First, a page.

It was weeks before the Kingdom admitted to murdering the 59-year-old Washington Post columnist. Here's what we know about his death.
Who was Jamal Khashoggi?
Jamal Khashoggi was a Saudi Arabian journalist, columnist, author and former editor-in-chief of Al Arab news.
He was born in Madinah, on October 13, 1958.
Jamal earned a bachelor's degree in business administration from Indiana State University in 1982 and 25 years later, started work as a columnist for the Washington Post.
He was engaged to marry Hatice Cengiz, 36.
Khashoggi is the grandson of Muhammad Khashsoggi, who married the personal physician to King Abdulaziz Al Saud, the founder of the kingdom of Saudi Arabia.
He is also a first cousin of Dodi Fayed, who dated Diana Princess of Wales when they were both killed in a Paris car crash.
The 59-year-old had more than 1.6million Twitter followers and was known as an outspoken and high-profile critic of Crown Prince Mohammed bin Salman.
He lived in self-imposed exile in the US after a number of his friends were arrested.
He worked on a number of Arab titles and TV channels since starting his career in 1985, rising from reporter to foreign correspondent, to editor in chief.
On October 23, it was claimed the dismembered body of Khashoggi had been found in the Saudi consul's garden.
How did he die in the Saudi consulate in Istanbul?
The circumstances surrounding Khashoggi's death sparked controversy, with global leaders blasting the Saudi government's version of events.
Khashoggi entered the Saudi consulate in Istanbul shortly after 1pm on October 2.
He wanted to obtain a document certifying he had divorced his ex-wife, so that he could marry his Turkish fiancée Cengiz.
She waited outside – and never saw him again. Cengiz later revealed that he had told her to call an adviser to Turkish President Recep Tayyip Erdogan if he did not return.
The Saudi government remained silent for nineteen days, before claiming he died during a fight inside the Saudi consulate.
Their claims followed reports from Turkish investigators and intelligence agencies that it was a premeditated strike.
It has been reported that Khashoggi was deliberately tortured and killed in a disturbing seven-minute execution.
The reports claim he was choked to death by Saudi assassins who rolled his body up in a rug and smuggled it out of their consulate in Istanbul.
Other claims suggest Salah Muhammad al-Tubaiqi had supervised the torture and killing of Khashoggi.
Turkish prosecutor Irfan Fidan claimed the journalist was strangled as soon as he entered the Saudi Consulate in Istanbul as part of a premeditated killing by a hit squad of 18 men.
A statement from chief Istanbul prosecutor Irfan Fidan's office also said that discussions with Saudi chief prosecutor Saud al-Mojeb have yielded no "concrete results" despite "good-willed efforts" by Turkey to uncover the truth.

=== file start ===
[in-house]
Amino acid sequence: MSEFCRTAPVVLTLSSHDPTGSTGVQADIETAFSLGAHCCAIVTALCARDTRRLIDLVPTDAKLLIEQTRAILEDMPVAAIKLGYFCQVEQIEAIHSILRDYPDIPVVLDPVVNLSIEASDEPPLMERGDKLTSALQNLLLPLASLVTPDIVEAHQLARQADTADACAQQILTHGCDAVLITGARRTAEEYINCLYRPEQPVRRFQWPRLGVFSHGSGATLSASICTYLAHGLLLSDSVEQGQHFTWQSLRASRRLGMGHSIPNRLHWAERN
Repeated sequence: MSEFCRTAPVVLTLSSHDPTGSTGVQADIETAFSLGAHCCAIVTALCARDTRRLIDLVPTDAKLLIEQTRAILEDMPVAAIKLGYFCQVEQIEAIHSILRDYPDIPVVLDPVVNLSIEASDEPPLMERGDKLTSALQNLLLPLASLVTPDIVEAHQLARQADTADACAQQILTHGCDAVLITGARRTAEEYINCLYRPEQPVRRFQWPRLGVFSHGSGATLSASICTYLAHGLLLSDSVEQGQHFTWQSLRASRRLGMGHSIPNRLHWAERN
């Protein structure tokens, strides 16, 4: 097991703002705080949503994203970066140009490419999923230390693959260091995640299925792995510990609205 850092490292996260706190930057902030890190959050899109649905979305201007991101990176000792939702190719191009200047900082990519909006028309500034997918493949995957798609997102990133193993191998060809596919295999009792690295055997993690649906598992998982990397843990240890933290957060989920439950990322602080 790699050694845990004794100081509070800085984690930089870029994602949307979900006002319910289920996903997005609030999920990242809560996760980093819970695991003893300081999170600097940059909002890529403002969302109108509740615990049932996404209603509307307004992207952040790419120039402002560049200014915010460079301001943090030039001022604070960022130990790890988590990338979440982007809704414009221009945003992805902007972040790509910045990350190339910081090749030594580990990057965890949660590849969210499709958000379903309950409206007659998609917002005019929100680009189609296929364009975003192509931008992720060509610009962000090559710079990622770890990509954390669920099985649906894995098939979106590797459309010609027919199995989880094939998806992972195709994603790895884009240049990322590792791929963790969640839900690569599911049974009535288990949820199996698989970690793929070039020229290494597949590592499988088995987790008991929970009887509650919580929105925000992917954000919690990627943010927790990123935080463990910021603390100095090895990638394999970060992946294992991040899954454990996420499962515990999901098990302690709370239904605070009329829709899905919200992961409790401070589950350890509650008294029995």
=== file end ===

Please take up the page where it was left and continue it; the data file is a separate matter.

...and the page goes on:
The statement was the first public confirmation by a Turkish official that Khashoggi, 59, was strangled and dismembered after he entered the Saudi Consulate on October 2.
The most recent information from Turkish officials suggests the body was indeed cut up, in order to dissolve it more quickly in acid.
Yasin Aktay, an adviser to Turkish President Recep Erdogan, told the newspaper Hurriyet on Friday on November 2: “We now see that it wasn’t just cut up; [the Saudi suspects] got rid of the body by dissolving it."
Aktay was a friend of the dissident Saudi writer.
He said: “Killing an innocent person is one crime, the treatment and extent of what was done to the body is another crime and dishonour.”
On November 11, Erdogan revealed recordings related to Khashoggi's death have been passed on to Saudi Arabia, the US, UK, Germany and France.
What has Prince Mohammed bin Salman said about it?
Saudi Arabia's royal family leads the authoritarian government.
Prince Mohammed bin Salman, the crown prince of Saudi Arabia and deputy prime minister, said the killers of Jamal Khashoggi would be brought to justice, in his first public comments on the murder.
He told international investors at a major conference in Riyadh that the furore over Khashoggi's killing at the Saudi consulate in Istanbul would not derail the kingdom's reform drive.
He said: "We will prove to the world that the two governments (Saudi and Turkish) are cooperating to punish any criminal, any culprit and at the end justice will prevail."
The Crown Prince and his father King Salman met with Mr Khashoggi's son Salah and other members of his family on October 23.
As one of the few remaining true monarchies on Earth, bin Salman will likely have directed Saudi Arabia's story, as first the kingdom claimed he hadn't been murdered, and then that he was killed after 15 men sent to interrogate him "panicked" and strangled him to death.
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